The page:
Tierney's main point seems to be that older workers should be willing to take jobs they now consider beneath them. He calls this the "Adams Principle," in honor of John Quincy Adams, who served in Congress after he was President:
Adams started his new career at age 63, just about when the typical American man now retires. He wasn't especially spry, once calling his body "a weak, frail, decayed tenement battered by the winds and broken in on by the storm." Yet he stayed on the job until his death at age 80.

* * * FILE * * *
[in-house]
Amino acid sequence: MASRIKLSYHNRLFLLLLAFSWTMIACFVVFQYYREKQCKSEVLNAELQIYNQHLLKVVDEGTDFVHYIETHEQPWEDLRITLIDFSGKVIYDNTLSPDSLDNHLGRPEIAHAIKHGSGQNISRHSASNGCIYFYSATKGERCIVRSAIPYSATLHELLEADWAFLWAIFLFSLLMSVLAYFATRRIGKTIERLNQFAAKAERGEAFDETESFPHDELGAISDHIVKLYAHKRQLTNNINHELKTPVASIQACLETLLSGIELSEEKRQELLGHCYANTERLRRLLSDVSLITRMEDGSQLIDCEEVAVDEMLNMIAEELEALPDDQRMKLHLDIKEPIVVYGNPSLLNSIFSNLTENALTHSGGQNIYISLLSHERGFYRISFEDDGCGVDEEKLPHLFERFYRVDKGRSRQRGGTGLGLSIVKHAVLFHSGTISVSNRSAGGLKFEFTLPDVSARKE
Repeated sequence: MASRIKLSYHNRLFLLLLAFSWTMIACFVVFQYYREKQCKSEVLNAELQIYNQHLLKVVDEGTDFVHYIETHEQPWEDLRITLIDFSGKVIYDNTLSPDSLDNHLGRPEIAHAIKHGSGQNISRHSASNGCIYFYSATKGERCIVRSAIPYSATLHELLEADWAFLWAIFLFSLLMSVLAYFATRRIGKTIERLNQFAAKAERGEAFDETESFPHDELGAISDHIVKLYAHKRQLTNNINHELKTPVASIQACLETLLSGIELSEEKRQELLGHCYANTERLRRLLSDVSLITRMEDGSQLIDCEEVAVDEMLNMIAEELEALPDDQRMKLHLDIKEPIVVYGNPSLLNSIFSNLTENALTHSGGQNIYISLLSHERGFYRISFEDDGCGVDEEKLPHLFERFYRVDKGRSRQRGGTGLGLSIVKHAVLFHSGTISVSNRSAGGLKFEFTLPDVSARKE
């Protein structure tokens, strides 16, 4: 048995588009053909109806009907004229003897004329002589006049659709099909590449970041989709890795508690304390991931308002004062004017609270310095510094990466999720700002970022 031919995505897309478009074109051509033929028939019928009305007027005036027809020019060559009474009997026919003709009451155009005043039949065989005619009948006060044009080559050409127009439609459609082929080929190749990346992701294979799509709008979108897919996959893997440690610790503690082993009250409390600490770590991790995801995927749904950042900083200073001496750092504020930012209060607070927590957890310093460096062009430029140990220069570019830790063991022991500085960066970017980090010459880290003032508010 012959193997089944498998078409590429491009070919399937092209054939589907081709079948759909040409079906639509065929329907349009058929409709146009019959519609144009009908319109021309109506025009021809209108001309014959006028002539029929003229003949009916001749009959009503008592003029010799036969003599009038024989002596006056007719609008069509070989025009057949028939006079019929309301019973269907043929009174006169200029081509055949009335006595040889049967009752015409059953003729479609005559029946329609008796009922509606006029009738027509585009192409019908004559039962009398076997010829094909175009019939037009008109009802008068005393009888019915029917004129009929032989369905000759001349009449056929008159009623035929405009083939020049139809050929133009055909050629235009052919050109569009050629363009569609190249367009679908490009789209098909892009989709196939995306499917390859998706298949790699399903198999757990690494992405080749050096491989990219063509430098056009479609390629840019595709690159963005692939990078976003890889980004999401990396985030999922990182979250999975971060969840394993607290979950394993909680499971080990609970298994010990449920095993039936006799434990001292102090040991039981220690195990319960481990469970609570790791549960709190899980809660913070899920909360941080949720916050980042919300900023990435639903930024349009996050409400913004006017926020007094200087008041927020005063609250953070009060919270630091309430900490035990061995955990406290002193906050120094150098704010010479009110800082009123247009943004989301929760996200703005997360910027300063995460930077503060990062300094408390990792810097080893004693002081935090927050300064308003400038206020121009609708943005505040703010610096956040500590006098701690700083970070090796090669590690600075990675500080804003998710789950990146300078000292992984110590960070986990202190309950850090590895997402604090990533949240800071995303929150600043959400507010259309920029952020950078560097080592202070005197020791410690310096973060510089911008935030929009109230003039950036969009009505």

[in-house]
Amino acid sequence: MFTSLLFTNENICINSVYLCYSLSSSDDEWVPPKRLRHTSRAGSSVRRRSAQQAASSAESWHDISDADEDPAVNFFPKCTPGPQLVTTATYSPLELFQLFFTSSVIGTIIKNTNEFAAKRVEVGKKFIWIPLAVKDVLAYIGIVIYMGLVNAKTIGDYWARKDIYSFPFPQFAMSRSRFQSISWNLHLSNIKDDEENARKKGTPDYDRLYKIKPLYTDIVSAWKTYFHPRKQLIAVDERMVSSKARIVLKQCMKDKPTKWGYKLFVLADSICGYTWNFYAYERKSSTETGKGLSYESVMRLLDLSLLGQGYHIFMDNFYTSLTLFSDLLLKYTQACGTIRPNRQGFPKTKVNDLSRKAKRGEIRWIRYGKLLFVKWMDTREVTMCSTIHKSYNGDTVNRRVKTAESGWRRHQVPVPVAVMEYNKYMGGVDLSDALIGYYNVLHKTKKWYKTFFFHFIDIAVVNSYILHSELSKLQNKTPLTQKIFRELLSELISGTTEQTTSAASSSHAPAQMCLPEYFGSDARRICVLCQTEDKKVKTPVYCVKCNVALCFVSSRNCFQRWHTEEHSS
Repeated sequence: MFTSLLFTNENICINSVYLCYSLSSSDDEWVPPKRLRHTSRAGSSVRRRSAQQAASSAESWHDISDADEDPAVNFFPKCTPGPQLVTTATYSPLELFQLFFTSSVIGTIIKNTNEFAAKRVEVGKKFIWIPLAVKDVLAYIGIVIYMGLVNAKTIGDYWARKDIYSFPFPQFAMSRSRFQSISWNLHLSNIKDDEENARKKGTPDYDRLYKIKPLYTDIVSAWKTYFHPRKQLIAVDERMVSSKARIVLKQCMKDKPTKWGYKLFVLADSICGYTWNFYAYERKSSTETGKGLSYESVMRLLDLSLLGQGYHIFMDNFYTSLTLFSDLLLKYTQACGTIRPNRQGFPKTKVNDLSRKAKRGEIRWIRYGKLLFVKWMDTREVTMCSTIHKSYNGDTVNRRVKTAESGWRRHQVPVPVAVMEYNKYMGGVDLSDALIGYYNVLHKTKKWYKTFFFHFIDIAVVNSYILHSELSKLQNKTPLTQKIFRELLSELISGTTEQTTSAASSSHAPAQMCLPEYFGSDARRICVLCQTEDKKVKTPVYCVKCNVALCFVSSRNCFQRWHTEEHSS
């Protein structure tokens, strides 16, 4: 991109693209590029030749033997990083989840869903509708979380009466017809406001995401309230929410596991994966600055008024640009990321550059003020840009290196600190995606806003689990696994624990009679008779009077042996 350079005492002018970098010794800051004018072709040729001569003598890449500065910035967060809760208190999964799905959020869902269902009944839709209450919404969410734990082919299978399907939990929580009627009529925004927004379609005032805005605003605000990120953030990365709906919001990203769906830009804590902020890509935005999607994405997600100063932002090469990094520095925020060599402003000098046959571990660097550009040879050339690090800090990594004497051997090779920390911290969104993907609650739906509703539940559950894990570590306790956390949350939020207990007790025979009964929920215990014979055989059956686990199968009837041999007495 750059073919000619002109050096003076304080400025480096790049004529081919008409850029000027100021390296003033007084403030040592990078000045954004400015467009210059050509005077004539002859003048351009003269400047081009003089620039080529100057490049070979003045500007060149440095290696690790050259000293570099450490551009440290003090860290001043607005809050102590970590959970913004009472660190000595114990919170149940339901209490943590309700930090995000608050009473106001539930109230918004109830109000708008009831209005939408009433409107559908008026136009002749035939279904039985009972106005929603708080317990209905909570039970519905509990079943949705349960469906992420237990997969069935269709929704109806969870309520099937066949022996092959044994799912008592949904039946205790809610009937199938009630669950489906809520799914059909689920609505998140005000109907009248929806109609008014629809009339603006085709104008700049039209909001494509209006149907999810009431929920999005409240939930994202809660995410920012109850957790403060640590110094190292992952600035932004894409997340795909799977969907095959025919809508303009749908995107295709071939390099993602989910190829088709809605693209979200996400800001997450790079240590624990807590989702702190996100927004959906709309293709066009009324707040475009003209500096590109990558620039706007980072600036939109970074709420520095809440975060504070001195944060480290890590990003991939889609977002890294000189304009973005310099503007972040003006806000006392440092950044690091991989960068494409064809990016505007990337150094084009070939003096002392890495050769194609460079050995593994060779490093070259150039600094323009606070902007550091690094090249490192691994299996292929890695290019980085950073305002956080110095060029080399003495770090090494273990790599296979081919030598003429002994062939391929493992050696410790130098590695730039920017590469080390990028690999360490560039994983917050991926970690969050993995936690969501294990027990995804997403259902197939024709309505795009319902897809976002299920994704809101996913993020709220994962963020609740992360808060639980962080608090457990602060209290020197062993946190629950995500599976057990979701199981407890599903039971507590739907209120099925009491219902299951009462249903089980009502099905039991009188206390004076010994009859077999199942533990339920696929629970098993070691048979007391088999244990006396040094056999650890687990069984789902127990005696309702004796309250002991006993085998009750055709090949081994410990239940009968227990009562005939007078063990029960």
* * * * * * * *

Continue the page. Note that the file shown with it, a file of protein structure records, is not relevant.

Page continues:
He accomplished so much in those years that he is remembered as a better congressman than president. You could call him an inverse example of the Peter Principle, someone who succeeded by being demoted below his level of incompetence.
But I prefer to draw a different lesson. Call it the Adams Principle for employees and employers: if the president can flourish after a demotion, so can anyone else.